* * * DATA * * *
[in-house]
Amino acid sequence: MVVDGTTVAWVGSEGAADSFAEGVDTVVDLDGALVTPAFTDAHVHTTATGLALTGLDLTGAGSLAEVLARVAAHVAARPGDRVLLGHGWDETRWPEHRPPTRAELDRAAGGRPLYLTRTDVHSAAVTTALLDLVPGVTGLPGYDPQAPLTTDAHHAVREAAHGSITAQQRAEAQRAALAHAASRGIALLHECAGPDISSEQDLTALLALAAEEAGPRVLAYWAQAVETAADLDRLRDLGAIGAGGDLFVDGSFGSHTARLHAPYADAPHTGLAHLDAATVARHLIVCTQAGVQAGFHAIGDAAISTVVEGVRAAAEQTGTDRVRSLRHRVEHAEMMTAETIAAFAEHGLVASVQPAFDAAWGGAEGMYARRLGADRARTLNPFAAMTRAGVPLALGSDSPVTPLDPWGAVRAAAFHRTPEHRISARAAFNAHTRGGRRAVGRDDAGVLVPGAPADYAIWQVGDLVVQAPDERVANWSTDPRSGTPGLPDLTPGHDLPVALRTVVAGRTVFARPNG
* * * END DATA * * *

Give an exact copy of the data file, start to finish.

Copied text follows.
[in-house]
Amino acid sequence: MVVDGTTVAWVGSEGAADSFAEGVDTVVDLDGALVTPAFTDAHVHTTATGLALTGLDLTGAGSLAEVLARVAAHVAARPGDRVLLGHGWDETRWPEHRPPTRAELDRAAGGRPLYLTRTDVHSAAVTTALLDLVPGVTGLPGYDPQAPLTTDAHHAVREAAHGSITAQQRAEAQRAALAHAASRGIALLHECAGPDISSEQDLTALLALAAEEAGPRVLAYWAQAVETAADLDRLRDLGAIGAGGDLFVDGSFGSHTARLHAPYADAPHTGLAHLDAATVARHLIVCTQAGVQAGFHAIGDAAISTVVEGVRAAAEQTGTDRVRSLRHRVEHAEMMTAETIAAFAEHGLVASVQPAFDAAWGGAEGMYARRLGADRARTLNPFAAMTRAGVPLALGSDSPVTPLDPWGAVRAAAFHRTPEHRISARAAFNAHTRGGRRAVGRDDAGVLVPGAPADYAIWQVGDLVVQAPDERVANWSTDPRSGTPGLPDLTPGHDLPVALRTVVAGRTVFARPNG